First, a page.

You might be forgiven to think Athens doesn’t measure up to your expectations, but only if you haven’t made an effort to get to know it – just to because from where you stand all buildings seem like ugly, greyish concrete boxes, the traffic noise is deafening, the air as polluted as it gets and the heat is debilitating, it doesn’t mean this is all there is to it. So, if you decide to leave for the islands as fast as you can, it’s your loss.
True, Athens is largely devoid of medieval, renaissance and baroque buildings, because it was at best a village in the midst of scattered antique remains when it was made the capital of modern Greece in the 19th century. This means you have a whole lot of splendid monuments from the 4th century BC to about the 1st century AD to visit, and then you have to fast-forward in time. The sumptuous houses of the merchants, liberation heroes and early politicians of the new Greek state are also largely decrepit or torn down today, as they got overrun by a city developing megalomania and attracting everybody that could make the move from rural hard work to urban life. This means ancient monuments and modernity is what you’ll have to settle for – if you’re not a history sleuth, which might make your stay a whole lot more fun, of course.
You could go on a tour of small byzantine churches, for instance. They sit like comfortable old aunts in the middle of modern squares, or tucked away behind large buildings, refusing to go away. Some of them started out as country churches and are now surrounded by swirling traffic, shops and endless streams of Athenians and tourists. Take a few steps down to the medieval street level and pass into a cool gloom smelling of incense. Try to make out the red and golden icons, the carved screen in front of the holiest part of the church and the votive offering plaquettes brought by people hoping for a cure, a baby or even a car. All you need is a map and you can visit churches with hard-to-pronounce names like Kapnikarea, Ayi Apostoli, Ayios Ioannis Theologos or Panayia Chryssocastriotissa. The last two are placed on the slopes up to the Acropolis, in the city areas called Plaka and Anafiotika. This is a tourist magnet these days, but the shops, cafés and restaurants are actually inside buildings that are among the oldest in post-antique Athens. Some are stylish neoclassical houses while others are not as grand – instead they are charming and built in the island style by new arrivals (the ones from island of Anafi built Anafiotika), and you are guaranteed to get a feel for traditional architecture.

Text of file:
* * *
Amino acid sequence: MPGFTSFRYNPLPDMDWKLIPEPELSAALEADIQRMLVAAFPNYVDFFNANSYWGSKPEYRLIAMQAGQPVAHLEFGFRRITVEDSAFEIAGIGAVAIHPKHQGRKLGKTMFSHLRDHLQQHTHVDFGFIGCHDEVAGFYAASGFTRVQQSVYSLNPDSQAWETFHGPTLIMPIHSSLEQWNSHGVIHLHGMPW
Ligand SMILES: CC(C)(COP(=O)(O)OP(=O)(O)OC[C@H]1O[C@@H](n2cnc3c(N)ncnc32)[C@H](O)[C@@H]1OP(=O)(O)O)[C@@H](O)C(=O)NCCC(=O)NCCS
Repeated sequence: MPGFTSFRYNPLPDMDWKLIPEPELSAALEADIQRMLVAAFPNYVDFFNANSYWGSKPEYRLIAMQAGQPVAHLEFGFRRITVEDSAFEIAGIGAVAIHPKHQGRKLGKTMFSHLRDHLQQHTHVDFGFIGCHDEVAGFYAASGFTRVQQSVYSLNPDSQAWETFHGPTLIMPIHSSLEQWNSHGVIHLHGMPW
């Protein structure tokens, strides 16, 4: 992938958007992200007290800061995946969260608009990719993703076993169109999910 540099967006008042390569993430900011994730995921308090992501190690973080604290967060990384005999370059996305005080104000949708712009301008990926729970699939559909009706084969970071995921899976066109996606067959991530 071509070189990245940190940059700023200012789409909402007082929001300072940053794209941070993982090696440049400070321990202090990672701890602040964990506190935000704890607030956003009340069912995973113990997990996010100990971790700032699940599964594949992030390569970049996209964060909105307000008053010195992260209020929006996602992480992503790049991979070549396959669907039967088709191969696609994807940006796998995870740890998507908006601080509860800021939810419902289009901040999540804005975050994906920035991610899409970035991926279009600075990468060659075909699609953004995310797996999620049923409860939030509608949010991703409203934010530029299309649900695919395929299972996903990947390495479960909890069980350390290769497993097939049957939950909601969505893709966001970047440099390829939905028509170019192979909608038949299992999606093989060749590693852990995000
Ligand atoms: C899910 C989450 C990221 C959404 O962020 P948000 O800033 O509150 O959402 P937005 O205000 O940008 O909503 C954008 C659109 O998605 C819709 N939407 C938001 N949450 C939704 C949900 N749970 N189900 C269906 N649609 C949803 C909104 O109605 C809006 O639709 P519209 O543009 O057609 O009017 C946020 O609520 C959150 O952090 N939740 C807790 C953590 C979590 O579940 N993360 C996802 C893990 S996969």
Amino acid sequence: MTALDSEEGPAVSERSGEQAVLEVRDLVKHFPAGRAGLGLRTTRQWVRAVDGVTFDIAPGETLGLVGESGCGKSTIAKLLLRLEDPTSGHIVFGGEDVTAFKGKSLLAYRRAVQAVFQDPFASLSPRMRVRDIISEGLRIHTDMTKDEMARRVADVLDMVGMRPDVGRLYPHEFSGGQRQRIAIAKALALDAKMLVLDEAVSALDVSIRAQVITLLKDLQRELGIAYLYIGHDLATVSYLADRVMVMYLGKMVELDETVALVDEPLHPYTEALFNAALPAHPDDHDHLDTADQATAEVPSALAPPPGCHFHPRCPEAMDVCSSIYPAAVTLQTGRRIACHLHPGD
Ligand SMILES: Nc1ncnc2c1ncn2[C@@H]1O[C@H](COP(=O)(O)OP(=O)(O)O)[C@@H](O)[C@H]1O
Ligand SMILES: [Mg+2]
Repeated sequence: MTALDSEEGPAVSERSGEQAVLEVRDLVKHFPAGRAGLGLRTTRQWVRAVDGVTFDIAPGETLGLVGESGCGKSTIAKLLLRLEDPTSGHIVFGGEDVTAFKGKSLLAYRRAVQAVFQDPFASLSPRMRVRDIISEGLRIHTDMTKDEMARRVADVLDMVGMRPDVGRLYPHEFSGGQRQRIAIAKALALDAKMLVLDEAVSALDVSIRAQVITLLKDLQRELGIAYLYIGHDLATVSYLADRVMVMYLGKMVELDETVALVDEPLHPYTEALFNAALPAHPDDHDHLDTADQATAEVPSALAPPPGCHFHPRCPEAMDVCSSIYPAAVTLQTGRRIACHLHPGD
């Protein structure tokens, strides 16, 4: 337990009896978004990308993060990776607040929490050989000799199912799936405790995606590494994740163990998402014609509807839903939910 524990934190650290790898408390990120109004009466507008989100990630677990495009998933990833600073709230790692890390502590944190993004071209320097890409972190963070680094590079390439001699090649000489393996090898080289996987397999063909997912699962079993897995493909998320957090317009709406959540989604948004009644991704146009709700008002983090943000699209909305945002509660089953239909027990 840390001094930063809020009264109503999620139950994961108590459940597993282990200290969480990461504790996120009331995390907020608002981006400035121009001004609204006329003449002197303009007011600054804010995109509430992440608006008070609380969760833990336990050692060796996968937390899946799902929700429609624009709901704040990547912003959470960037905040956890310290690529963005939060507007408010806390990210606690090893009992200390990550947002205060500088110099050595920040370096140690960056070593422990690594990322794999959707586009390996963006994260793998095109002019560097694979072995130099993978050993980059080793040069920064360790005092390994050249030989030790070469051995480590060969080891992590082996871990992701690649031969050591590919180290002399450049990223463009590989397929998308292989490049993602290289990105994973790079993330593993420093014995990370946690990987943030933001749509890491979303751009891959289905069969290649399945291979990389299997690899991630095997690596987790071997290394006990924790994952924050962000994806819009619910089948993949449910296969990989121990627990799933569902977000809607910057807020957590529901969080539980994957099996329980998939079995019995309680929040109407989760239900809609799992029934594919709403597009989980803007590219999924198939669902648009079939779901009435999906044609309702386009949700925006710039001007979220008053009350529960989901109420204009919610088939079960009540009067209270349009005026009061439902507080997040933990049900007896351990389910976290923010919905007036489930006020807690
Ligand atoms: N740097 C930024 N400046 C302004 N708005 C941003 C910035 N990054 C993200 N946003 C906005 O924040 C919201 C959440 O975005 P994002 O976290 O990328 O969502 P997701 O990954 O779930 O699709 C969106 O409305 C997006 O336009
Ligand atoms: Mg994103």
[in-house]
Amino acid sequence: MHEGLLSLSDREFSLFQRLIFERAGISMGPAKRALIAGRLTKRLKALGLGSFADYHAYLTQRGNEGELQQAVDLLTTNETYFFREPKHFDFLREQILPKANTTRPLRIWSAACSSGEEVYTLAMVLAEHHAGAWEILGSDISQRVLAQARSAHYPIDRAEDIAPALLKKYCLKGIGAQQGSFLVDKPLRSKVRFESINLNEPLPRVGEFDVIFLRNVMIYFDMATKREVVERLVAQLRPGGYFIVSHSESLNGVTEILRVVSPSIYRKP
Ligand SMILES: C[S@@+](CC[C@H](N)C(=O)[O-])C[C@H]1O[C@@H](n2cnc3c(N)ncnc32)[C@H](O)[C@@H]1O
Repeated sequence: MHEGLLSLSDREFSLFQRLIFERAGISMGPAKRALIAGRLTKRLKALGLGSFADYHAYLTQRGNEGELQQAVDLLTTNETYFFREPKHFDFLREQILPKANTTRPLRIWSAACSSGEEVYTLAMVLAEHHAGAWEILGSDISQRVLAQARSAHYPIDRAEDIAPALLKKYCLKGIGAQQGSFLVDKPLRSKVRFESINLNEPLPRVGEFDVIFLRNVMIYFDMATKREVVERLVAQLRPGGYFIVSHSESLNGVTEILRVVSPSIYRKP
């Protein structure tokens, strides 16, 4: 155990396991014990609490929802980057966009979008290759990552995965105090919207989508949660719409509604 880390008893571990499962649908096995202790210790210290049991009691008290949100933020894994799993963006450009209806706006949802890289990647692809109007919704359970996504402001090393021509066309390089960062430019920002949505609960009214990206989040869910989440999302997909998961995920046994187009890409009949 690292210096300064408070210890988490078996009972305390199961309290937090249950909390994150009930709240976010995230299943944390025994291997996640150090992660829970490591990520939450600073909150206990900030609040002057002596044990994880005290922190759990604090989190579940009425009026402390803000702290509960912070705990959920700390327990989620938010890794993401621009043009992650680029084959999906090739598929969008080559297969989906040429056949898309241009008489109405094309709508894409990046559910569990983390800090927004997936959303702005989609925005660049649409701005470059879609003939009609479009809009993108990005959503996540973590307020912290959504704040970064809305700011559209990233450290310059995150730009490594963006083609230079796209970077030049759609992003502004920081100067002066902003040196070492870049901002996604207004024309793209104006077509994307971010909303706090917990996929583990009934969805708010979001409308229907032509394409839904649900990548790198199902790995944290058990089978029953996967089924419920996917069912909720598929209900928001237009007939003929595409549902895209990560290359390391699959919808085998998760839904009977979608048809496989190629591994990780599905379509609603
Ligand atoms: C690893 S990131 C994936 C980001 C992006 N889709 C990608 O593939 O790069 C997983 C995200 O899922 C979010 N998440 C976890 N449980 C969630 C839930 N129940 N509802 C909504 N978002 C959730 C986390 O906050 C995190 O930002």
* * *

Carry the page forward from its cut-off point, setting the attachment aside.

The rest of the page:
All this might whet your appetite for things byzantine, and luckily there is a byzantine museum to help you out. Study as many icons as you wish (there are about 3.500), look at collections of religious sculpture, church vestments and lovely glazed byzantine pottery – and don’t forget to look at the building from 1848 itself. Here, finally, you find a building that would not be out of place in Italy, but then it was of course the winter residence of an Italian duchess…
There is much to be said for cool, airy museum halls on a stifling hot summer’s day, especially in a museum most of the city’s visitors never find. You could visit a few other museums that offer the same kind of environment, for instance the Benaki Museum with lots and lots of traditional embroideries from all over Greece or the National Historical Museum, housed in the palace of the first Greek King, Othon I. As palaces go, this is a very minor one, more like a nice mansion, but it is stuffed with historical memorabilia and lots of water colors depicting the great heroes of the Greek War of Independence, involved in battles and other heroic pursuits. One of them is a female sea captain falling wounded and dying into the arms of her men – there were actually several female captains fighting on the Greek side.
Before taking on the Acropolis and the other “really antique” remains, you might end your history sleuthing up on the pinnacle of Mount Lycabettos, where you get by a funicular railway from the fashionable Kolonaki district. To be sure, there is a 19th century chapel on top - but what you come for is the astounding view, giving you lots of new ideas about where to go and what to explore. You might even spot a missed byzantine church or a splendid seafarer’s mansion through the binoculars, but then again you might be content with a Greek coffee and fantasizing about the wolves that are said to have haunted this place in extremely ancient times.